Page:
Of course, it is also important to consider who is asking the question. As far as the IRS is concerned, Buddhism should be considered a religion (might as well take the tax break – one thing that all “religions” can agree on).

October 22, 2009 at 6:01 pm
(3) Jon R.j says:

I’ve gotta say I have an aversion to “religion” as it’s usually seen in the West (and very often in the East, too). But I do think Buddhism is better termed a religion than a philosophy. I could go on for paragraphs; there’s no use to.

It hinders my practice (poor as it already is) to have the sneaky feeling I’m being “religious.” I constantly struggle against this kind of stereotyping that I’m using when that happens. Religion does not need to refer to a God, or even gods. Religion is actually a more or less codified set of practices designed to achiee a certain goal. (And with a basically Zen-based outlook, I hesitate to say “goal,” too. What a lot of hedging I find myself doing!)

Anyway. I recite mantras. I burn incense. I bow before statues of the Buddha (and also sometimes before dogs and cats, as Shunryu Suzuki hinted we might sometimes be well to do). I pray for all sorts of people: friends, the dead, even sometimes fictional characters, who after all lead an existence in many people’s minds, especially their creators’.

So I find myself “religious” without much choice. The problem is not with religion; it’s with the connottions the word brings along with it. It is one of those loaded words that just begs for trouble when you use it — even in thought.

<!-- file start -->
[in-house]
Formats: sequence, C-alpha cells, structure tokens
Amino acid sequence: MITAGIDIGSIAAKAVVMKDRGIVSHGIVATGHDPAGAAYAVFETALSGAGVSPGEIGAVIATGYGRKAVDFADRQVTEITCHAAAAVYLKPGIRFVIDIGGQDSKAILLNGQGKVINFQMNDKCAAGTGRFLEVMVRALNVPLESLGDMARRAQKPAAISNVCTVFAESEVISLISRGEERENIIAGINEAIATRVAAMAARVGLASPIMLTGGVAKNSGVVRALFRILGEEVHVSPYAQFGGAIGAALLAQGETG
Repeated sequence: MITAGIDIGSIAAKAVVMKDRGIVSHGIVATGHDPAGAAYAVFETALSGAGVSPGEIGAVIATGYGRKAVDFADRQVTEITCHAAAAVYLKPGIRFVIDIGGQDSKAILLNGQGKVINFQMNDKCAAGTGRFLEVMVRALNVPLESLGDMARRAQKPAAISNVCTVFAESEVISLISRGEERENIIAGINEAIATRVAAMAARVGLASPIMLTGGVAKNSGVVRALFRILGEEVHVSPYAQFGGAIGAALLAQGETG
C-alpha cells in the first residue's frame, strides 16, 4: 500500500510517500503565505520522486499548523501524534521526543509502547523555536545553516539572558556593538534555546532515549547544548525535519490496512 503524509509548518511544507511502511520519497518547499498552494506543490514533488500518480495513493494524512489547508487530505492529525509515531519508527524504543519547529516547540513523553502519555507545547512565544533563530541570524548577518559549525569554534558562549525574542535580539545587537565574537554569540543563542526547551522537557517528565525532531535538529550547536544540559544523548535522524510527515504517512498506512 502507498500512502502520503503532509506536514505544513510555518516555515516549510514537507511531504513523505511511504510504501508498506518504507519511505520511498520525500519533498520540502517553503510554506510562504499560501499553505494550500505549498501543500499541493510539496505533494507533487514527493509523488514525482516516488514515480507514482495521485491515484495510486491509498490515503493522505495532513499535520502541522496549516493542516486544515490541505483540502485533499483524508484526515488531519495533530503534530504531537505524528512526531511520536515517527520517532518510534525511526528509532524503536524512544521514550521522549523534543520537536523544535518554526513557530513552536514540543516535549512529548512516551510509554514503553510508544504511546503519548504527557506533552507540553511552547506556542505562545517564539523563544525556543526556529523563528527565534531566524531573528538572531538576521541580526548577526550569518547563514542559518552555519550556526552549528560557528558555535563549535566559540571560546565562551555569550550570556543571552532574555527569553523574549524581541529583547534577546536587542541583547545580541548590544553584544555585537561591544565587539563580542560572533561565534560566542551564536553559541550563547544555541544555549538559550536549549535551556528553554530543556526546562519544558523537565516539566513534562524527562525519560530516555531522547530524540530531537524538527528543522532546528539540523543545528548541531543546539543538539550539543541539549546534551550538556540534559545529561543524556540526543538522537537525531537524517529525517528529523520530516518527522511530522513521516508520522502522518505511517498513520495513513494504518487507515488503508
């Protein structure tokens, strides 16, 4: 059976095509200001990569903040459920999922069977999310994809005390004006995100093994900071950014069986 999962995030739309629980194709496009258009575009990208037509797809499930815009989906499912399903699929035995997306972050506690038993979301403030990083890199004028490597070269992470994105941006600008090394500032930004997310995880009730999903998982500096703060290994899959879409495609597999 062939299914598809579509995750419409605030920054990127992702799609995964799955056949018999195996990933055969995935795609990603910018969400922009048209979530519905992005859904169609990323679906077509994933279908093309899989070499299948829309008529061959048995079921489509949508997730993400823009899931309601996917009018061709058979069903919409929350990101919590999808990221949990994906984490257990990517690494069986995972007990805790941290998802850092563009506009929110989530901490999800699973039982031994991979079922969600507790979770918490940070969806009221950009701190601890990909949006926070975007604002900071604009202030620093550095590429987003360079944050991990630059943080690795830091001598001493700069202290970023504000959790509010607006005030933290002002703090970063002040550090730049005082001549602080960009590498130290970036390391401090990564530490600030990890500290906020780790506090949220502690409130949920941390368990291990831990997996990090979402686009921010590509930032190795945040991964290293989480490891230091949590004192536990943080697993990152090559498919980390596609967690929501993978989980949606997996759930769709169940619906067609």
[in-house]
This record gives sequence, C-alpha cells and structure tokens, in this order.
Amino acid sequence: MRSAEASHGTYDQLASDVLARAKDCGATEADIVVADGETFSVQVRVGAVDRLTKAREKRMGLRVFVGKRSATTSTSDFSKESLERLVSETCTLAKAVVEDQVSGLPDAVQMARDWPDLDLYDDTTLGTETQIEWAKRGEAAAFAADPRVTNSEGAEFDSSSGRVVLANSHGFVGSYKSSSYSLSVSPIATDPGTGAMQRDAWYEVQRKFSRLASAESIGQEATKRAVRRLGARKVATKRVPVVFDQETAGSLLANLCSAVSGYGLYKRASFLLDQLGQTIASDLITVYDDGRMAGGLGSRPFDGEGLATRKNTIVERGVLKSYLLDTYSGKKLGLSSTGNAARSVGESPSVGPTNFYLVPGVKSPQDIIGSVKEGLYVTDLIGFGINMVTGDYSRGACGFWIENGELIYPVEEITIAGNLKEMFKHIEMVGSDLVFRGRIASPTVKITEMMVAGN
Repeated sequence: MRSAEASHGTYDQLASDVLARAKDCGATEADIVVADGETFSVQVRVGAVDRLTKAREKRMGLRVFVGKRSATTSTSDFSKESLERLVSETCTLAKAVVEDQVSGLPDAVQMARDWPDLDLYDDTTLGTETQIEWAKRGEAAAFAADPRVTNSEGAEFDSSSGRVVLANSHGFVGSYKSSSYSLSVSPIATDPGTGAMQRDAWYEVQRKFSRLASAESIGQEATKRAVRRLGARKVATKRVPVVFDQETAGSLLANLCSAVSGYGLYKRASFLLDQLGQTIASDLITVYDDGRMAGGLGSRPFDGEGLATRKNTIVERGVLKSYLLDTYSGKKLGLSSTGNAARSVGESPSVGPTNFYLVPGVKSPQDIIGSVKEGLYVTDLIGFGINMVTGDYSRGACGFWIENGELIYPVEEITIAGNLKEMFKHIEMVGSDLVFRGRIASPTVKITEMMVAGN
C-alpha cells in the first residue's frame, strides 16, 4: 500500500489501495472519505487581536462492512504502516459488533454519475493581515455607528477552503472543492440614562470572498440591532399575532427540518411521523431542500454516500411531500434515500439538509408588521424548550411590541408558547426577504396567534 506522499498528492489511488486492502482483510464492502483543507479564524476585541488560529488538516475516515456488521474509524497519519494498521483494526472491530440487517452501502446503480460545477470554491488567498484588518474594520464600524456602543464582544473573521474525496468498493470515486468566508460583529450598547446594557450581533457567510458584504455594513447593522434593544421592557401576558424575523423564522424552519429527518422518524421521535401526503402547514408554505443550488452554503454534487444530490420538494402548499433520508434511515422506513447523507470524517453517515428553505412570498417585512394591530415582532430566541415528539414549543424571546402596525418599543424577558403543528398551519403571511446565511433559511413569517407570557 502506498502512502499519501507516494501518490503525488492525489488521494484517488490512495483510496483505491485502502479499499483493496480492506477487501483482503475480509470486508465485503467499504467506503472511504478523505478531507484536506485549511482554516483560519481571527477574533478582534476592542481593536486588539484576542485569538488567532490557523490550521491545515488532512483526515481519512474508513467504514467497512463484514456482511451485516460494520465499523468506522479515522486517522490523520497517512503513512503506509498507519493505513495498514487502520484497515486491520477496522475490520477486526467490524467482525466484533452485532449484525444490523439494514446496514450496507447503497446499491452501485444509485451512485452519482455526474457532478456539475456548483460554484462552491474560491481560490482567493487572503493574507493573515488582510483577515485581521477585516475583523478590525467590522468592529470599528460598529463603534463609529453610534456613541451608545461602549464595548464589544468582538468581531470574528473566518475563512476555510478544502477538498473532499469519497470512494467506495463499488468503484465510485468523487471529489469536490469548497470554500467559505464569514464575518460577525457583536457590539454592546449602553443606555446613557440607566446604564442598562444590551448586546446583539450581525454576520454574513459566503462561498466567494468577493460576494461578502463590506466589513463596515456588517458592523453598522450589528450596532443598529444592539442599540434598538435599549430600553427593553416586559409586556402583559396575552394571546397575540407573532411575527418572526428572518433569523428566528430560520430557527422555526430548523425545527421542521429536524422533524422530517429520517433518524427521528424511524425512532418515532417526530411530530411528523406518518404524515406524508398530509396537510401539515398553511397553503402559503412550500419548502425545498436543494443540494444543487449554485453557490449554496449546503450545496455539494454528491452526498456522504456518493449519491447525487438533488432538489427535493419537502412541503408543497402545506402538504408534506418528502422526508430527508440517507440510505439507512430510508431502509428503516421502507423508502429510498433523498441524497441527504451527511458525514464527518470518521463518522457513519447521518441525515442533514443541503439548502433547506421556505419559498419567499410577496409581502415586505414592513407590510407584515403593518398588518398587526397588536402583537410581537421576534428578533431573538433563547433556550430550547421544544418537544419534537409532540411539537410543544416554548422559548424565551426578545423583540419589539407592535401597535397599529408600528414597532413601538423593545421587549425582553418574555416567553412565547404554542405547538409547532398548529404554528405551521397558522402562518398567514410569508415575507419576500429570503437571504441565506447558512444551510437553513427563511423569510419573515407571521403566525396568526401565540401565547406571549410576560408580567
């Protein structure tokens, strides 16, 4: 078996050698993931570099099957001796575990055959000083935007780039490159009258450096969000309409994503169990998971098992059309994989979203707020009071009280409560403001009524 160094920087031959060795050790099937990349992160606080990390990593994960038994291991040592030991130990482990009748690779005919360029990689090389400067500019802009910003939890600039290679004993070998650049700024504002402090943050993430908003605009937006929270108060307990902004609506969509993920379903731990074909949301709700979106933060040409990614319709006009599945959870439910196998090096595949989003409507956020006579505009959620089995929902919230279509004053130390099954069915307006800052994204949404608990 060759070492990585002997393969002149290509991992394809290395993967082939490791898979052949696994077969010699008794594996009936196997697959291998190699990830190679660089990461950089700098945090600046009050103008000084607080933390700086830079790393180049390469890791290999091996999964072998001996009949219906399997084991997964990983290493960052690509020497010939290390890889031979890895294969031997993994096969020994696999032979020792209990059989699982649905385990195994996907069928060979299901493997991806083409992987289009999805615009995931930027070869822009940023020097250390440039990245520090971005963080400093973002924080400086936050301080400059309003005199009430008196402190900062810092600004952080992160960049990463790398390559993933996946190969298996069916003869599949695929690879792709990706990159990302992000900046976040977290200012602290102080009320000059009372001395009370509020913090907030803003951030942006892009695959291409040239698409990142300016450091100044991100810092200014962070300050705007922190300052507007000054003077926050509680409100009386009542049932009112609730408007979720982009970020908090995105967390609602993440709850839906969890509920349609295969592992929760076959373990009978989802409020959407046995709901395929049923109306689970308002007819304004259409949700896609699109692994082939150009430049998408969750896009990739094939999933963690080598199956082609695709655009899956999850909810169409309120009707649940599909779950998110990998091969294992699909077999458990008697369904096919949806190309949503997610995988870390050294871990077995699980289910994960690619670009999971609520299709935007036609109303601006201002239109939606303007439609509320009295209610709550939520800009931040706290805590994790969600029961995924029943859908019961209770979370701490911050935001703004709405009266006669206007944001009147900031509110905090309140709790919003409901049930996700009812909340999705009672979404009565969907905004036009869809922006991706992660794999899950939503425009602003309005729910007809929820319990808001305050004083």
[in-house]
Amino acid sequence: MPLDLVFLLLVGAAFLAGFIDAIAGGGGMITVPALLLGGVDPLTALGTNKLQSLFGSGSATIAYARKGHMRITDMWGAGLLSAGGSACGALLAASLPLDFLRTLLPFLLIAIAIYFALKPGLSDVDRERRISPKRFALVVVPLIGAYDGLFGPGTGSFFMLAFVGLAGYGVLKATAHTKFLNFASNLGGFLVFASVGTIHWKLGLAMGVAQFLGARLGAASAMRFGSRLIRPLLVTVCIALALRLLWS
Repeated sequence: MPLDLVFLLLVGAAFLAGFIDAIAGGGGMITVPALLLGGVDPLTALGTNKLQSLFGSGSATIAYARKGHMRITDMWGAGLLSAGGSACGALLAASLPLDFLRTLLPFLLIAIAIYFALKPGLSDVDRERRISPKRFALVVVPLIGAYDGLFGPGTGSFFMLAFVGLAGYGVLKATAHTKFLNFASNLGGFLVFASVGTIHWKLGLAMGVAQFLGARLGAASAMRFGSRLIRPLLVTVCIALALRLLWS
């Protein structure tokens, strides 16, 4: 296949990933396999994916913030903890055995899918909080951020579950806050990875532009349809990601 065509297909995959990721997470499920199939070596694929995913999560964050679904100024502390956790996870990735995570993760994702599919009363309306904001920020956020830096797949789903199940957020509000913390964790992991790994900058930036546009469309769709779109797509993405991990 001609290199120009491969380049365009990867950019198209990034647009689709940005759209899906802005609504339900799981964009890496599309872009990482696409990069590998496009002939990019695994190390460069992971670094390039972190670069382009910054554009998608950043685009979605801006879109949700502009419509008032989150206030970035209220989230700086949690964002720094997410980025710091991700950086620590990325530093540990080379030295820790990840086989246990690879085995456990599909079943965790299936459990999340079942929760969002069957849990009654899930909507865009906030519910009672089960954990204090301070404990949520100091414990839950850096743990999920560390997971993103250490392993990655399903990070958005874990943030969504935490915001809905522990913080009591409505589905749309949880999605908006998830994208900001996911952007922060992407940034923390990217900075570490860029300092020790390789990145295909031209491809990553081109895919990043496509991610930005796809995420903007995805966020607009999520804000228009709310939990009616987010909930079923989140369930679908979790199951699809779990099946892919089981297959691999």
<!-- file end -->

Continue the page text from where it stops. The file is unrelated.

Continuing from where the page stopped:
October 22, 2009 at 6:46 pm
(4) JoeBuddha says:

You can be religious without being fanatical. The problem we have with religion is the “my way or the highway” attitude of many (most?) of the “religious leaders” we see on television and such. Religion can be confining and religion can be freeing; it’s not the fact that it’s a religion that makes it odious but what it teaches and how it’s practiced, IMVHO.

October 23, 2009 at 9:24 am
(5) Hein says:

Categorising something (or anything) is a typical Western thing we like to do. Everything needs to “fit” into a specific niche to let “us feel comfortable”. The Buddha’s Way is not about “feeling comfortable”, although it is a Way to let us transcend suffering.

Having grown up as a Christian I have (or think I have) a fair understanding of how our usual Western conceptual mind operate. The Eastern mind (and I have practiced with some time amongs Taiwanese people) view things totally different.

Today I can say that what I practice (Chan and Pure Land) is simply what I seriously do and it have a deep meaning to me. If you want to call it a religion; fine. If you wish to call it a philosophy; fine. But do not think that what you do is the “only” way or the “most important” way.

My daily work require that I wear a suite. Should I now start wearing sandals and a saffron gown to show that I am a Buddhist? If you do not consider what I practice as important, then frankly; that is your issues and it would be very kind of you to deal with it.

Strange that one’s Christian family and friends are of the view that “he is just going through a phase”. Get real please; at nearly 50 years of age I think I know what I want and what is important in my life. Accept my prostrations, incence burning, chanting and meditation. Call it what you want, but it is my religion!

October 27, 2009 at 10:27 pm
(6) Ken says: